First Mennonite Church
January 17, 2016
Consider It Pure Joy
Text: James: 1:1-5
Beginning today and for the next couple of Sundays, I will take the Letter of James for a new series of Bible study. As we will see, James presents a wide range of topics on practical aspect of the Christian faith.
But who was James? The Gospels mention four persons associated with Jesus whose name was James. There was James, son of Zebedee and the brother of John (Matthew 10:2); James, son of Alphaeus (Matthew 10:3); James, one of the sons of Mary and Clopas (Mark 15:40; 16:1; John 19:25), and there was James the brother of Jesus (Mark 6:3).
The Letter of James has, since the early church period, been attributed to James, the brother of Jesus. This could be the reason why when the author of the letter identified himself in it, he only wrote: James, a servant of God and of the Lord Jesus Christ. The author found no need to further identify himself because he was a well-known figure. He was acknowledged as someone with authority among the early church leaders and writers (Acts 12:17; 15:13-21; Gal. 2:9).
If the James who wrote the letter was indeed the brother of the Lord Jesus Christ, we should remember that he was not among his apostles or the first disciples. But that does not mean that James did not witness Jesus’ life. In fact, we can say that he spent more time with Jesus than the disciples did with Jesus. James grew up with Jesus. He ate around the table with his oldest brother Jesus. He played with him. He learnt the trade of carpentry and worked together with him in the trade. James and his family may have shared the surprise at the ways Jesus conducted himself even before he went into his public ministry. James was a witness of how Jesus spoke, related, and loved his mother, father, siblings and others. James heard him speak truth and kindly. Jesus’ mouth was a fountain from which only sweet water came. He knew how to control his tongue. James knew Jesus as a breathing and living person of flesh and blood. Whether Mary spoke to her children about Jesus’s mission according to Gabriel, we do not know. But it seems that during Jesus’ ministry, James and the rest of his siblings could not accept the fact that one of their family members could be too far different than the rest of them. James could not believe that one in his own family could call himself the Son of God or the Savior of the world.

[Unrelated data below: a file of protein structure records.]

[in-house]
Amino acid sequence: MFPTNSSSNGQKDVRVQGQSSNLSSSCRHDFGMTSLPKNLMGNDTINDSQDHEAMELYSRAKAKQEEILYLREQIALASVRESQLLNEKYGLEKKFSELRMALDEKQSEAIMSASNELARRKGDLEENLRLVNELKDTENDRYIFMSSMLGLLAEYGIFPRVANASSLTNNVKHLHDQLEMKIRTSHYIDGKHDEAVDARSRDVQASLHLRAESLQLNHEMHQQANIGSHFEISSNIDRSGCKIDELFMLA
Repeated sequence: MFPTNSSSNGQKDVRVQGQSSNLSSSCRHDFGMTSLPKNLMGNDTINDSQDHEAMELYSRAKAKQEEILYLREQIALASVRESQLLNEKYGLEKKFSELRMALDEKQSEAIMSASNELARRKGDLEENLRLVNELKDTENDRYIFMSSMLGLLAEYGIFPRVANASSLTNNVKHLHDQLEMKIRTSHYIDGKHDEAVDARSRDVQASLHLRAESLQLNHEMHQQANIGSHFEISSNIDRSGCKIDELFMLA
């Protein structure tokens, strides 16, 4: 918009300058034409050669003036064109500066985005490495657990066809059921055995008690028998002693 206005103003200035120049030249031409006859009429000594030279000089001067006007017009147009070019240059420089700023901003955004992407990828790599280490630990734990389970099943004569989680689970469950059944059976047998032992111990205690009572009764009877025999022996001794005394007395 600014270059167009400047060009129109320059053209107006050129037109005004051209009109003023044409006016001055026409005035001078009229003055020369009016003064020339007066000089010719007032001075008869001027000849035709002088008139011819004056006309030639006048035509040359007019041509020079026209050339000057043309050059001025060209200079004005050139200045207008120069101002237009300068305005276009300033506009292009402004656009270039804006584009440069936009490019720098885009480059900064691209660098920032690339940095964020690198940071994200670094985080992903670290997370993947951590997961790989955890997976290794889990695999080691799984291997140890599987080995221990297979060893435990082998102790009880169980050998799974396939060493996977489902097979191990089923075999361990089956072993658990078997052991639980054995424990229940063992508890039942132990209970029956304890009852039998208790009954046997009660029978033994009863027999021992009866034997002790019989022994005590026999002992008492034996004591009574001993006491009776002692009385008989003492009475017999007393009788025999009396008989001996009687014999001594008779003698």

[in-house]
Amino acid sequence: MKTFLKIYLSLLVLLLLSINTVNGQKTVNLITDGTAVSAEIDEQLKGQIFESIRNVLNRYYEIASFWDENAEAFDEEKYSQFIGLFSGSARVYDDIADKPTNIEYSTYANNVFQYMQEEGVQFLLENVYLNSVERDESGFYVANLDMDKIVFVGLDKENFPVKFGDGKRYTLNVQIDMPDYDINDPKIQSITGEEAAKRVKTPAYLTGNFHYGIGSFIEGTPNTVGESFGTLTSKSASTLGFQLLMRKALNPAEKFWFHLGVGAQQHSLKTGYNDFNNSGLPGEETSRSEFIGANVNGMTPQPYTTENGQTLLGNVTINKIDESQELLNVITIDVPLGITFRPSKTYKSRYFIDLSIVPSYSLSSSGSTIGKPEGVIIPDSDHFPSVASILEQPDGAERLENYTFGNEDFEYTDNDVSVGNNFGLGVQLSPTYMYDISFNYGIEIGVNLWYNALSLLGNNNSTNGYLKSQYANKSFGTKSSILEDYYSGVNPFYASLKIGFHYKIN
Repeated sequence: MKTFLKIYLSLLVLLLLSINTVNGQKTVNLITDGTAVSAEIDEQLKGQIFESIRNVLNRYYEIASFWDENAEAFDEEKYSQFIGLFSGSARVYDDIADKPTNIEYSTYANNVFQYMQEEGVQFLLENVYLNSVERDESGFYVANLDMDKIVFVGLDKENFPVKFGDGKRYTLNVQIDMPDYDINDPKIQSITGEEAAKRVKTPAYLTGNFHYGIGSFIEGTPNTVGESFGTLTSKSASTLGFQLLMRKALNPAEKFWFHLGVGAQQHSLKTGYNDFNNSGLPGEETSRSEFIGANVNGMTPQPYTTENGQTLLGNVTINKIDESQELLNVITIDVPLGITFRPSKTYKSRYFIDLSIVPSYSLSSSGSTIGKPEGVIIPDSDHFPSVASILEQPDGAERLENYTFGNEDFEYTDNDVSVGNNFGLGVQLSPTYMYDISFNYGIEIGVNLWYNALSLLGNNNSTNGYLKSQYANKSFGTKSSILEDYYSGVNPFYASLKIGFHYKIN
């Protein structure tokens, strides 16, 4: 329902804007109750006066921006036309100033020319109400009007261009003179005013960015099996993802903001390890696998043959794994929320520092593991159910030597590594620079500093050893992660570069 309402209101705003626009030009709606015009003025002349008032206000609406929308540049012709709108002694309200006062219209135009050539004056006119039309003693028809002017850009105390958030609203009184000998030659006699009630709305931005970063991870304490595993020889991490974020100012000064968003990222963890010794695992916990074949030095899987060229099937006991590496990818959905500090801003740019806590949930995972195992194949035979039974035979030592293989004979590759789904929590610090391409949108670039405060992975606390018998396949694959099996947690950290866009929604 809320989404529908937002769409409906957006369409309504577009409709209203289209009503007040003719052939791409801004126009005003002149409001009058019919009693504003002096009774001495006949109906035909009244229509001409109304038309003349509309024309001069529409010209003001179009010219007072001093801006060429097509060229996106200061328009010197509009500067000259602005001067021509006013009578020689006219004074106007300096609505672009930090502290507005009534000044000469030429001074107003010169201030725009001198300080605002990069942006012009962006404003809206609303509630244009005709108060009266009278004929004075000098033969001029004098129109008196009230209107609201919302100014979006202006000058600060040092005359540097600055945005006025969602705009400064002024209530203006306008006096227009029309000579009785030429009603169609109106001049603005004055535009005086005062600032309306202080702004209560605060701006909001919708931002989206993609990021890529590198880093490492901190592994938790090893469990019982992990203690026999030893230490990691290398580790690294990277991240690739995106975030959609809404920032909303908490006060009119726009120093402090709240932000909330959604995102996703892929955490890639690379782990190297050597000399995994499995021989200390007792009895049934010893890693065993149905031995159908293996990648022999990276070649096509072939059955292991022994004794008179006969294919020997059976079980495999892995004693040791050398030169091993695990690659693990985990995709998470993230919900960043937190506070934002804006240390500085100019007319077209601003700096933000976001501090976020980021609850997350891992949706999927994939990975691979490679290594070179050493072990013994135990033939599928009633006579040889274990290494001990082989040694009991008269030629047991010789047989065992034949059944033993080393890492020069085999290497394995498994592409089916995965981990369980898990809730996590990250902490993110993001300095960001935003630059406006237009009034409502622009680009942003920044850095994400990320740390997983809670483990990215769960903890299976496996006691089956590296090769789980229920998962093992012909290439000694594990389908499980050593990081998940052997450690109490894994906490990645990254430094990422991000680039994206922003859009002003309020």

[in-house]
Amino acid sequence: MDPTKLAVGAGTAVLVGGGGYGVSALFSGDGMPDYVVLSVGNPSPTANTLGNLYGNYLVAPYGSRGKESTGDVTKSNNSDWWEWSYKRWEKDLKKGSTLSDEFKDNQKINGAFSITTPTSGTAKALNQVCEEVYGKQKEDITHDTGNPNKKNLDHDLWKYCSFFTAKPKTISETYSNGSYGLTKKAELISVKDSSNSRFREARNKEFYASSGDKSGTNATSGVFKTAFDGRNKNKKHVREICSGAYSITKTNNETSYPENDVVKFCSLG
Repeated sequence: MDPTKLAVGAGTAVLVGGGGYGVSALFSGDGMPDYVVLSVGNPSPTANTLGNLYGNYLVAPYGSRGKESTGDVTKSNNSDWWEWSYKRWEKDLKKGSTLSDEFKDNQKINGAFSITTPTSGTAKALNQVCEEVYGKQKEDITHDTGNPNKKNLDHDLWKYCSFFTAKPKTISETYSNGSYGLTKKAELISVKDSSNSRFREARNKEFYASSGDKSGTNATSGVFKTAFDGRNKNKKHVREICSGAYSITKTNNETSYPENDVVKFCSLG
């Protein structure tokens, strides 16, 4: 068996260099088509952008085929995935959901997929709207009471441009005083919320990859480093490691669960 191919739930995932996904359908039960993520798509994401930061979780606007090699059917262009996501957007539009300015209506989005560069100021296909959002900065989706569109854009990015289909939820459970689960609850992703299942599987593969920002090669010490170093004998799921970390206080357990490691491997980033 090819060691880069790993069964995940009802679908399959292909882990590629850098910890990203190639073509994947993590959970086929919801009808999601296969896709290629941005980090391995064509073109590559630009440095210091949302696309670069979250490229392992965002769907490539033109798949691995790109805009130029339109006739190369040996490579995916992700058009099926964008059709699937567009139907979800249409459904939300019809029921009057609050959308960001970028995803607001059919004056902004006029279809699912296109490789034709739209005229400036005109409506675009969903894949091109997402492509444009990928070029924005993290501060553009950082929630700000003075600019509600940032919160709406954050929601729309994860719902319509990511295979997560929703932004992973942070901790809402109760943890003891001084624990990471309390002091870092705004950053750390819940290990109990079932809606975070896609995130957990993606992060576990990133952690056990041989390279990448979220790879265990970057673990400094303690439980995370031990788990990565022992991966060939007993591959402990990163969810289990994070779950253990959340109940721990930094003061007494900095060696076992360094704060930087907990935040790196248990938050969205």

James certainly could understand the death of his brother Jesus under the Roman hand, for no one would dare to challenge the established authorities without suffering the consequences. No one who would, either by personal claim or by public acclamation, call himself “kings of the Jews” stand a chance without becoming an example to others as to what the governing powers could do. But what changed James’ perspective about his brother was Jesus’ resurrection. Paul, when speaking of the resurrection of Jesus in 1 Corinthians, says that Jesus after appearing to many disciples, he also appeared to James. That is: Jesus appeared to his younger brother. And James most have been together with the crowd of 120 people who received the Holy Spirit on Pentecost Day. Those two experiences most have changed James entire perspective about his brother Jesus. Everything he had witnessed earlier in the life of Jesus began to make sense within that new perspective he got after Pentecost. James could remember witnessing Jesus’ patience, humility, friendship, authentic love and gentleness towards others, things or characters James came to understand as the true incarnation of the Christian character, which he wrote about in his letter.